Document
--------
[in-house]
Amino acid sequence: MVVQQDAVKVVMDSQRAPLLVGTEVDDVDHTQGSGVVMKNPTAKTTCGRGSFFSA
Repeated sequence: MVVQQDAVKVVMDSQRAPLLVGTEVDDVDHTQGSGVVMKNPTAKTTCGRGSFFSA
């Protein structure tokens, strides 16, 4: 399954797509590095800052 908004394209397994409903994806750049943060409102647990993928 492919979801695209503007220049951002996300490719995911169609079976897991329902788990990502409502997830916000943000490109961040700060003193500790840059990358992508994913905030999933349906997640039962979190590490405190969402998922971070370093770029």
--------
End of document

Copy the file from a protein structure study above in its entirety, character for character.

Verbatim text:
[in-house]
Amino acid sequence: MVVQQDAVKVVMDSQRAPLLVGTEVDDVDHTQGSGVVMKNPTAKTTCGRGSFFSA
Repeated sequence: MVVQQDAVKVVMDSQRAPLLVGTEVDDVDHTQGSGVVMKNPTAKTTCGRGSFFSA
């Protein structure tokens, strides 16, 4: 399954797509590095800052 908004394209397994409903994806750049943060409102647990993928 492919979801695209503007220049951002996300490719995911169609079976897991329902788990990502409502997830916000943000490109961040700060003193500790840059990358992508994913905030999933349906997640039962979190590490405190969402998922971070370093770029």